As of May 22, 2018, the BLM estimated public rangelands were home to nearly 82,000 wild horses and burros in 10 Western states – the largest population estimate since the 1971 Wild Free-Roaming Horses and Burros Act was passed – and more than three times the number the habitat can sustainably support in conjunction with other authorized land uses.  At the same time, the BLM continues to care for approximately 45,000 unadopted and unsold excess animals in its off-range corrals and pastures, costing taxpayers $50 million annually – nearly two-thirds of the Wild Horse and Burro Program annual budget.

The agenda of the upcoming meeting can be found in the September 5, 2018, Federal Register at https://go.usa.gov/xPcdQ. The final meeting agenda will be posted on the BLM website at BLM.gov/WHB prior to the meeting. The meeting will be held at the Courtyard Marriott Salt Lake City Downtown located at 345 West 100 South, Salt Lake City, Utah, 84101.  The hotel’s website address is https://www.marriott.com/hotels/travel/slccd-courtyard-salt-lake-city-do… the phone number is (385) 290-6500.

The public may address the Advisory Board on Thursday, October 11 from 2 to 4:30 p.m. Mountain Time.  Individuals who want to make a comment should register in person with the BLM prior to 1:45 p.m. local time, on that same day at the meeting site.  Depending on the number of speakers, the Board may limit the length of comments, which has been set at about three minutes per person during previous meetings.

Speakers should submit a written copy of their comment to the BLM at the addresses below or bring a copy to the meeting.  There will be a webcam present during the entire meeting and individual comments will be recorded.  Those who would like to comment but are unable to attend may submit a written statement by October 2 to: U.S. Department of Interior, Bureau of Land Management, National Wild Horse and Burro Program, WO-260, Attention: Advisory Board, 20 M St. SE, Room 2134, Washington, D.C., 20003.  Comments may also be e-mailed by October 2 to the BLM at whbadvisoryboard@blm.gov.  Please include “Advisory Board Comment” in the subject line of the e-mail.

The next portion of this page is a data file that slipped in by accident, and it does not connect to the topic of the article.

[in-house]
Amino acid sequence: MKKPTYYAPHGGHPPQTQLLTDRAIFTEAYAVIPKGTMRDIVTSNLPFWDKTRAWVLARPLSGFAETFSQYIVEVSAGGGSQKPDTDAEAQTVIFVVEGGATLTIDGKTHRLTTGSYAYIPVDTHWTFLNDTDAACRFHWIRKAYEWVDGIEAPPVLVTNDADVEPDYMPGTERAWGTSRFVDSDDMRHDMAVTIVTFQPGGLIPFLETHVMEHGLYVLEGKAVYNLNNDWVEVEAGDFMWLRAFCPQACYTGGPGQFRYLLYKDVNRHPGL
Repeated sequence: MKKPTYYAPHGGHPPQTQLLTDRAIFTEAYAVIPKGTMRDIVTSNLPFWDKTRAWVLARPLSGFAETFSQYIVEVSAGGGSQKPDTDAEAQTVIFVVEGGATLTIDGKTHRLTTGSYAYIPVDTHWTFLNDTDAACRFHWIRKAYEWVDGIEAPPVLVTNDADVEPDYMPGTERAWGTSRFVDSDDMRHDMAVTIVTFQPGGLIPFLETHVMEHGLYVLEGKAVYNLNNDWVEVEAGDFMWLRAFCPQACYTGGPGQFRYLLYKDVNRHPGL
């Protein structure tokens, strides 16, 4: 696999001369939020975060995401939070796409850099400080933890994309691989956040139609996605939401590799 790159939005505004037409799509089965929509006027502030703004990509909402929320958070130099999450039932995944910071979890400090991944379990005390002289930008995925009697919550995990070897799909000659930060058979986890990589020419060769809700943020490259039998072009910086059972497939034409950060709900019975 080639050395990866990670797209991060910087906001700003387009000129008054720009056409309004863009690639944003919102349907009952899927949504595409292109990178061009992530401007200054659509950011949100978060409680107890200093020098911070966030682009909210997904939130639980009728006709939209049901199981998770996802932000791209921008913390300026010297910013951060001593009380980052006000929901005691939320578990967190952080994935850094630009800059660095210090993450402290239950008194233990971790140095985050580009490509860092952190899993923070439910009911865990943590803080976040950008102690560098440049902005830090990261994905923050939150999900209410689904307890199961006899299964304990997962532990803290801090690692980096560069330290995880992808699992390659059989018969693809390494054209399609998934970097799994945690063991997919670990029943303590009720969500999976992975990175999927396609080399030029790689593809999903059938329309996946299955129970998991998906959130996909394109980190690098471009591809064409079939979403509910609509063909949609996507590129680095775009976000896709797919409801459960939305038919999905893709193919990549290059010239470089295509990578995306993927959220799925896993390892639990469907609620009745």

The Advisory Board is comprised of individuals representing a diverse range of stakeholders and interests. The Board provides advice and recommendations to the BLM as it carries out its responsibilities under the 1971 Wild Free-Roaming Horses and Burros Act.  The law mandates the protection and management of these free-roaming animals in a manner that ensures healthy herds at levels consistent with the land’s capacity to sustainably support them as part of BLM’s multiple-use mission. Because wild horses and burros have no predators capable of naturally controlling population growth, if left unmanaged herds can grow quickly and overcome their habitat’s ability to support them.

For additional information regarding the meeting or to register to attend the October 9 HMA tour, please contact Dorothea Boothe, Acting Wild Horse and Burro Program Coordinator, at (202) 912-7654 or at dboothe@blm.gov.  Individuals who use a telecommunications device for the deaf (TDD) may reach Ms. Boothe during normal business hours by calling the Federal Information Relay Service at 1-800-877-8339.

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Source: BLM Press Release »

Note: If you have anything to say to the BLM about the management of America’s wild horses and burros, the deadline is October 2, 2018. See paragraphs 5 and 6 above for contact information and details.